Thousands of retailers who sell Missouri Lottery tickets could face fines or prosecution over illegal slot machines in their stores, according to the lottery’s executive director.
Although it is unknown when county prosecutors will act, lottery executive director May Scheve Reardon said 12 to 14 county prosecutors are investigating the issue of illegal or grey market slot machines.
“I hope they show how serious an issue it is,” Reardon told attendees Friday at the National Council of Legislators from Gaming States (NCLGS) winter meeting in San Diego.
Thousands of the machines have been installed in truck stops, gas stations and convenience stores while Missouri lawmakers have been discussing legalizing video gambling terminals (VGTs) outside the state’s 13 casinos.
State lawmakers have considered regulating VGTs in a way similar to the industry in Illinois.
The tax rate on VGTs in Illinois is 33 percent, and beginning on July 1, an additional 1 percent tax will be added for a total of 34 percent. Any licensed location can operate up to six machines.
The state has 33,294 machines in 7,180 locations, according to the Illinois Gaming Board (IGB). Gamblers wagered $1.75bn in December, regulators said in a monthly finance report.
Only eight states have legalized video gambling outside casinos: Oregon; South Dakota; West Virginia; Louisiana; Montana; Pennsylvania; Nevada; and Illinois.
The distributors in Missouri claim their terminals are legal.
“Video machines that operate like slot machines are everywhere,” said Howard Glaser, global head of government affairs and special initiatives with Scientific Games.
Glaser said the thousands of VGTs in Missouri did not just fall off the back of a truck.
“It’s a deliberate strategy to take advantage of loop holes in the state laws,” Glaser added.
Missouri attorney general Eric Schmitt has not issued an opinion on the question of the machines’ legality. Schmitt is awaiting the outcome of a Platte County case where five machines were confiscated by local police from two gas stations.
Platte County prosecutor Eric Zahnd took action against Integrity Gaming LLC in October, and both sides are waiting for a judge to rule after a two-day hearing last month.
Reardon told GamblingCompliance she expects it to take a couple of years for the case to wind its way through the courts.
“These unregulated machines need to be regulated by the lottery,” said Reardon during an hour-long panel discussion on what is working and what is next for U.S. lotteries.
The Missouri Gaming Commission considers the VGTs to be illegal and is opposed to any legislation that would legalize the thousands of machines at retail locations throughout the state.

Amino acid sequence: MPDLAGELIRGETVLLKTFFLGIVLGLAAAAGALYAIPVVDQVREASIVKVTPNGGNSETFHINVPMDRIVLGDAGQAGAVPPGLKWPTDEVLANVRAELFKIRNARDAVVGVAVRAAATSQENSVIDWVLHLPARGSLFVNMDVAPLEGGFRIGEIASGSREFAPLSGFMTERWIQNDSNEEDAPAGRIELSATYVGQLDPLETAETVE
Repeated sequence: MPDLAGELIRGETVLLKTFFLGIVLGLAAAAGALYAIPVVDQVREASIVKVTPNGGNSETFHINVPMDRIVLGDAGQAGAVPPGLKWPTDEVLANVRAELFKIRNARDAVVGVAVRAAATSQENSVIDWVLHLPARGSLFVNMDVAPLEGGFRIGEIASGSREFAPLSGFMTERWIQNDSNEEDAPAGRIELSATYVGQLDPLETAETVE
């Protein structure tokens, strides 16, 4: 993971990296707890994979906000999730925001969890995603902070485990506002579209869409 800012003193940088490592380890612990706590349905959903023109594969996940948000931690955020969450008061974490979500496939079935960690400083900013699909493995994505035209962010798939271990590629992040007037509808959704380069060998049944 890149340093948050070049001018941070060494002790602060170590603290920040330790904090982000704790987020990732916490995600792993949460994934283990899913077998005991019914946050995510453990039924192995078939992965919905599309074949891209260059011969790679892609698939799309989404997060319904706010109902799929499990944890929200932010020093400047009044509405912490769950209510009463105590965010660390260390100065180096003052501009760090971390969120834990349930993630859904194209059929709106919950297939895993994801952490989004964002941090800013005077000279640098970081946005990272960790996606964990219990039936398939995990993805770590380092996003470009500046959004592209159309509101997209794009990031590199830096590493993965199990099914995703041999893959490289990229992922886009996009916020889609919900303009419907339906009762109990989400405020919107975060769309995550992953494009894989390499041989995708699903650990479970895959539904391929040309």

The Missouri Lottery estimates the devices have already cost the lottery $50m. It is unknown the impact the machines have had on the state’s licensed casinos.
Reardon told GamblingCompliance that she and her team was visiting a lottery retailer when the owner was unplugging a lottery machine to replace it with an illegal slot machine.
A Missouri House Special Interim Committee on Gaming report released in December estimates there are more than 14,000 grey machines operating in the state.
Glaser said the machines are also a problem in North Carolina, Virginia, Texas and Pennsylvania. In Pennsylvania, he estimates there are 40,000 to 60,000 illegal machines in operation.
“Once they are there, they are very hard to get rid of,” said Glaser, adding the problem with illegal VGTs is on the enforcement side where many agencies do not have the resources to deal with the issue.
“You may have never seen these machines but this is coming to your state. Have the rules in place so you are prepared to deal with this,” Glasser warned some 200 state lawmakers and regulators.
Glaser added that lotteries are an $85bn industry that remains far ahead of other entertainment industries, including the $30bn video gaming industry and the $8bn concert business.
“These are all big numbers, but the lottery still dwarfs all of them,” he said. “The good news is the lottery is holding its own.”
Glaser said lottery products are also holding their own against legal sports betting. He noted the handle since the U.S. Supreme Court overturned the federal ban on sports betting 18 months ago is about $166bn, with $140m in net revenue for states.
Since the Supreme Court’s decision, the Pennsylvania Lottery's internet lottery program has reported $640m in net revenue and $50m in tax revenue to the state, Glaser said.
Both Glaser and Reardon recommended lawmakers consider utilizing their state lotteries to operate sports betting.
Reardon noted the lotteries in Washington, D.C. and Rhode Island operate sports betting, and she believed lawmakers in her state should ask how this model could work in a state like Missouri.
She said the Missouri Lottery has 5,000 retail partners, which are 5,000 touch points in the state.
“We don’t want the whole sports-betting business,” Reardon said. “We’ll offer parlay wagering and leave the sportsbooks to the casinos. I think it’s more fun to go down to a retailer and make a parlay bet.”
“Cutting the lottery out [of sports betting] would be very detrimental,” she said.
Glaser said he has seen that model work very well in Delaware, where Scientific Games is a supplier to the lottery and casinos.
“There is a business deal to be had that grows the whole thing,” Glaser said.